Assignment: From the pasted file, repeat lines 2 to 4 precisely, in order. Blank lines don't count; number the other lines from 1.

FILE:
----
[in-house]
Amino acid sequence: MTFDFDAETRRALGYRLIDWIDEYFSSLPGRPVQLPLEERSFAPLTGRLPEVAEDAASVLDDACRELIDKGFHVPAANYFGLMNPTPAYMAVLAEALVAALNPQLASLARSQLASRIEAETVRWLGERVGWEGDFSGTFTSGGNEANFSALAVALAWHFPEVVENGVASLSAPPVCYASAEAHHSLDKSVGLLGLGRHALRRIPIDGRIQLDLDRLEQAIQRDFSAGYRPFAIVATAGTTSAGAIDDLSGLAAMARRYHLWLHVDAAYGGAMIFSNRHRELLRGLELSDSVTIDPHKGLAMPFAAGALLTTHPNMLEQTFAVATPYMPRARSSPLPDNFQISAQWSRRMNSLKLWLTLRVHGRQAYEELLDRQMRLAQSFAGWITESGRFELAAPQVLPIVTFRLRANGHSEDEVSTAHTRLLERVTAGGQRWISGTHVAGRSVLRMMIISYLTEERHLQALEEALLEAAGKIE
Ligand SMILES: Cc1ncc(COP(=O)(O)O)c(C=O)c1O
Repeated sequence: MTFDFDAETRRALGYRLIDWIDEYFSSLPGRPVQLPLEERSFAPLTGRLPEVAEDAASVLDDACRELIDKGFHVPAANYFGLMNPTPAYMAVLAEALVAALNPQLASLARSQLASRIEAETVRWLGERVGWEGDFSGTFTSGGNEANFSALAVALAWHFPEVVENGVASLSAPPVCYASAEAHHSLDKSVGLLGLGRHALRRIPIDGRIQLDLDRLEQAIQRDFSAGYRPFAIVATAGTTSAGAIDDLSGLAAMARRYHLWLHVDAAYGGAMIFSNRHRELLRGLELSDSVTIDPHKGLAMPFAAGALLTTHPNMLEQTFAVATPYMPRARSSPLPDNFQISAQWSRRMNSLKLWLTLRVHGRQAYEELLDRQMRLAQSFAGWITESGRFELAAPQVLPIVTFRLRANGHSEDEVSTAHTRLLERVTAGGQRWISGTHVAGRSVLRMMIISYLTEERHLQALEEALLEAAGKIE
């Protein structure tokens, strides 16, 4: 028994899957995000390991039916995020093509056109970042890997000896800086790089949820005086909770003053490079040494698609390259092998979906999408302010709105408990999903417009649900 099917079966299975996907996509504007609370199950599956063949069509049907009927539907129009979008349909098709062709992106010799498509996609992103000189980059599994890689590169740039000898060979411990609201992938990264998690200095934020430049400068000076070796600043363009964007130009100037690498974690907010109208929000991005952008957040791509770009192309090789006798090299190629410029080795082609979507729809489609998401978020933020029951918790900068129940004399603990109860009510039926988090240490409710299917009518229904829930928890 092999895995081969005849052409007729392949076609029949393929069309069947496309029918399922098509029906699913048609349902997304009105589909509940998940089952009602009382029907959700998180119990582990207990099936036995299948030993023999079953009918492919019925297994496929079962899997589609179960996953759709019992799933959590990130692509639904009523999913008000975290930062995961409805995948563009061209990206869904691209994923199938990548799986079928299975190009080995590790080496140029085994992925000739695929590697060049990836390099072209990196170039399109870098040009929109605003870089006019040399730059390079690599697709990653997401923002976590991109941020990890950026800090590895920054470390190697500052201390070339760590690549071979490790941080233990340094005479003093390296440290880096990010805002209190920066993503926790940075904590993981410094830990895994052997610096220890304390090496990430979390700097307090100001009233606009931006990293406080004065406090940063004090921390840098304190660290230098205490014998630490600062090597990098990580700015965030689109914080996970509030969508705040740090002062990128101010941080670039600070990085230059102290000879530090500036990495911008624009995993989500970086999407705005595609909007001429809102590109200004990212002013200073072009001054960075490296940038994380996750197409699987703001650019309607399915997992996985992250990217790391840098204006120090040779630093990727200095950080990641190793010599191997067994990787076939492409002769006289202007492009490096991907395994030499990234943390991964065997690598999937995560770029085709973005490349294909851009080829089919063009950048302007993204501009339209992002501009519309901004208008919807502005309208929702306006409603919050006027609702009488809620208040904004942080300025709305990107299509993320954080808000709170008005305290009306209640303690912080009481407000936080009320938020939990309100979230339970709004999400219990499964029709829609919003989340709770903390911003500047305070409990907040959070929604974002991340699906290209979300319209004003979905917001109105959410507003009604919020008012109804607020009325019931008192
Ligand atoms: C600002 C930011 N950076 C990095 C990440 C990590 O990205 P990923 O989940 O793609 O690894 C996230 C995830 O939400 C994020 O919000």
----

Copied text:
Amino acid sequence: MTFDFDAETRRALGYRLIDWIDEYFSSLPGRPVQLPLEERSFAPLTGRLPEVAEDAASVLDDACRELIDKGFHVPAANYFGLMNPTPAYMAVLAEALVAALNPQLASLARSQLASRIEAETVRWLGERVGWEGDFSGTFTSGGNEANFSALAVALAWHFPEVVENGVASLSAPPVCYASAEAHHSLDKSVGLLGLGRHALRRIPIDGRIQLDLDRLEQAIQRDFSAGYRPFAIVATAGTTSAGAIDDLSGLAAMARRYHLWLHVDAAYGGAMIFSNRHRELLRGLELSDSVTIDPHKGLAMPFAAGALLTTHPNMLEQTFAVATPYMPRARSSPLPDNFQISAQWSRRMNSLKLWLTLRVHGRQAYEELLDRQMRLAQSFAGWITESGRFELAAPQVLPIVTFRLRANGHSEDEVSTAHTRLLERVTAGGQRWISGTHVAGRSVLRMMIISYLTEERHLQALEEALLEAAGKIE
Ligand SMILES: Cc1ncc(COP(=O)(O)O)c(C=O)c1O
Repeated sequence: MTFDFDAETRRALGYRLIDWIDEYFSSLPGRPVQLPLEERSFAPLTGRLPEVAEDAASVLDDACRELIDKGFHVPAANYFGLMNPTPAYMAVLAEALVAALNPQLASLARSQLASRIEAETVRWLGERVGWEGDFSGTFTSGGNEANFSALAVALAWHFPEVVENGVASLSAPPVCYASAEAHHSLDKSVGLLGLGRHALRRIPIDGRIQLDLDRLEQAIQRDFSAGYRPFAIVATAGTTSAGAIDDLSGLAAMARRYHLWLHVDAAYGGAMIFSNRHRELLRGLELSDSVTIDPHKGLAMPFAAGALLTTHPNMLEQTFAVATPYMPRARSSPLPDNFQISAQWSRRMNSLKLWLTLRVHGRQAYEELLDRQMRLAQSFAGWITESGRFELAAPQVLPIVTFRLRANGHSEDEVSTAHTRLLERVTAGGQRWISGTHVAGRSVLRMMIISYLTEERHLQALEEALLEAAGKIE